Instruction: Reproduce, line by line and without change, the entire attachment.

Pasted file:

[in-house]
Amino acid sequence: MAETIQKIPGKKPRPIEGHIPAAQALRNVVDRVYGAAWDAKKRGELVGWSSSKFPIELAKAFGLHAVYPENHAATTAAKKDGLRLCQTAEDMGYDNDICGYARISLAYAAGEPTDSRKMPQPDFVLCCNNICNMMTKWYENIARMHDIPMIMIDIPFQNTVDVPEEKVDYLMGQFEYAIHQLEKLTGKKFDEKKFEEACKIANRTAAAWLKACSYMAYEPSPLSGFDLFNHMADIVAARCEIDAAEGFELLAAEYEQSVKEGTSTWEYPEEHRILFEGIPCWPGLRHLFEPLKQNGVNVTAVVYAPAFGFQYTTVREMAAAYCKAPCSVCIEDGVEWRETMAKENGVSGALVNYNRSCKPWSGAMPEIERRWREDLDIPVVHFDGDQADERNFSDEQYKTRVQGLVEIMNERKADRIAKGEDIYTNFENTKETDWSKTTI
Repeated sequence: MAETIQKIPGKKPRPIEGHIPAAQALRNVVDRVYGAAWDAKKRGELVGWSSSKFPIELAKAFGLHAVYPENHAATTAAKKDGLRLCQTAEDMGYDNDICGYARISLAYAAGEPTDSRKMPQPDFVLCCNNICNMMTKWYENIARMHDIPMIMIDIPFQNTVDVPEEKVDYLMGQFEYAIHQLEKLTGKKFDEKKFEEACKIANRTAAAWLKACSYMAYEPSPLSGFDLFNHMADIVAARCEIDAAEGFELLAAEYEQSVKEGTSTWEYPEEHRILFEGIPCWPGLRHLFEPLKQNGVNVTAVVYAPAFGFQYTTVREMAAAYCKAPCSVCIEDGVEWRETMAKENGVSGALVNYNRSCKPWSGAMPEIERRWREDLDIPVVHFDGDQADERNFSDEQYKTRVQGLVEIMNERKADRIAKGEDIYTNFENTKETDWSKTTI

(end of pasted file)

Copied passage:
[in-house]
Amino acid sequence: MAETIQKIPGKKPRPIEGHIPAAQALRNVVDRVYGAAWDAKKRGELVGWSSSKFPIELAKAFGLHAVYPENHAATTAAKKDGLRLCQTAEDMGYDNDICGYARISLAYAAGEPTDSRKMPQPDFVLCCNNICNMMTKWYENIARMHDIPMIMIDIPFQNTVDVPEEKVDYLMGQFEYAIHQLEKLTGKKFDEKKFEEACKIANRTAAAWLKACSYMAYEPSPLSGFDLFNHMADIVAARCEIDAAEGFELLAAEYEQSVKEGTSTWEYPEEHRILFEGIPCWPGLRHLFEPLKQNGVNVTAVVYAPAFGFQYTTVREMAAAYCKAPCSVCIEDGVEWRETMAKENGVSGALVNYNRSCKPWSGAMPEIERRWREDLDIPVVHFDGDQADERNFSDEQYKTRVQGLVEIMNERKADRIAKGEDIYTNFENTKETDWSKTTI
Repeated sequence: MAETIQKIPGKKPRPIEGHIPAAQALRNVVDRVYGAAWDAKKRGELVGWSSSKFPIELAKAFGLHAVYPENHAATTAAKKDGLRLCQTAEDMGYDNDICGYARISLAYAAGEPTDSRKMPQPDFVLCCNNICNMMTKWYENIARMHDIPMIMIDIPFQNTVDVPEEKVDYLMGQFEYAIHQLEKLTGKKFDEKKFEEACKIANRTAAAWLKACSYMAYEPSPLSGFDLFNHMADIVAARCEIDAAEGFELLAAEYEQSVKEGTSTWEYPEEHRILFEGIPCWPGLRHLFEPLKQNGVNVTAVVYAPAFGFQYTTVREMAAAYCKAPCSVCIEDGVEWRETMAKENGVSGALVNYNRSCKPWSGAMPEIERRWREDLDIPVVHFDGDQADERNFSDEQYKTRVQGLVEIMNERKADRIAKGEDIYTNFENTKETDWSKTTI